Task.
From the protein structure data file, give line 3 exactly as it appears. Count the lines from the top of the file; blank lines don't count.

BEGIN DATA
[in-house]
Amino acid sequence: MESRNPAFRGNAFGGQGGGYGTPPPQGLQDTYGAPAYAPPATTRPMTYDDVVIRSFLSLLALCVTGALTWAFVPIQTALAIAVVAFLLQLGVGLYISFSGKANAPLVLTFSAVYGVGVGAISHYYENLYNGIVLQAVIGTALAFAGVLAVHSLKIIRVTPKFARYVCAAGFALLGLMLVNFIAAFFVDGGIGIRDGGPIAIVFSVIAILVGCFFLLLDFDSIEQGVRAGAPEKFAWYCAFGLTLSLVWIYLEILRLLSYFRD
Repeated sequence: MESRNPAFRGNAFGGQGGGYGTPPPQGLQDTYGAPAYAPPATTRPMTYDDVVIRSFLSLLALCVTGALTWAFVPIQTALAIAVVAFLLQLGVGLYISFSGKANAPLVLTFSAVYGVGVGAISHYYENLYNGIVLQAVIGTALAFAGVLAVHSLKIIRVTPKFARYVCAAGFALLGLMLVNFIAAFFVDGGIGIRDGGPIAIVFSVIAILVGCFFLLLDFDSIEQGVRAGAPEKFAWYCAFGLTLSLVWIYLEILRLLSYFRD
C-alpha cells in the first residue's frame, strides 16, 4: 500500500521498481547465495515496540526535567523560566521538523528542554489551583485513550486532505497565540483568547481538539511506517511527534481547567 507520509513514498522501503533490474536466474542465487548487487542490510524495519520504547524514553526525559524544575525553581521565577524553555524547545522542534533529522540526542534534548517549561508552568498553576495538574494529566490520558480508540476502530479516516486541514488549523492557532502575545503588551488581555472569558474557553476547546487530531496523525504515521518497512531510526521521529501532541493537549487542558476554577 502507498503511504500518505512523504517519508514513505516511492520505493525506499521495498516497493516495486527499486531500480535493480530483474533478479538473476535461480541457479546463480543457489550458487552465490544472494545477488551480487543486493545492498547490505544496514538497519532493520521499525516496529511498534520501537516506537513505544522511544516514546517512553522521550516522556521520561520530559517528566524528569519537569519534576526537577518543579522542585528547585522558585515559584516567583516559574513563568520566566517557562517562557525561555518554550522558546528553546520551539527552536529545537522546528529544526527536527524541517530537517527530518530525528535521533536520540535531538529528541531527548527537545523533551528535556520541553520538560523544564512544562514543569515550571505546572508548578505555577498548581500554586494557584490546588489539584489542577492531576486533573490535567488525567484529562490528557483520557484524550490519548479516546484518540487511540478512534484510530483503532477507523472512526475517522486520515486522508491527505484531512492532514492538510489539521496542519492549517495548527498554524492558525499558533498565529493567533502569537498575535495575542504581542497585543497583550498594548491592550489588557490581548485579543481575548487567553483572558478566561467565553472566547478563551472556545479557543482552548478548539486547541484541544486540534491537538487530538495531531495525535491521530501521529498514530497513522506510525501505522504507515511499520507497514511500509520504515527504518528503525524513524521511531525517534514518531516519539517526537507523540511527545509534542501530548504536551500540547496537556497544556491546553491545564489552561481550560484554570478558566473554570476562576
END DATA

Repeated sequence: MESRNPAFRGNAFGGQGGGYGTPPPQGLQDTYGAPAYAPPATTRPMTYDDVVIRSFLSLLALCVTGALTWAFVPIQTALAIAVVAFLLQLGVGLYISFSGKANAPLVLTFSAVYGVGVGAISHYYENLYNGIVLQAVIGTALAFAGVLAVHSLKIIRVTPKFARYVCAAGFALLGLMLVNFIAAFFVDGGIGIRDGGPIAIVFSVIAILVGCFFLLLDFDSIEQGVRAGAPEKFAWYCAFGLTLSLVWIYLEILRLLSYFRD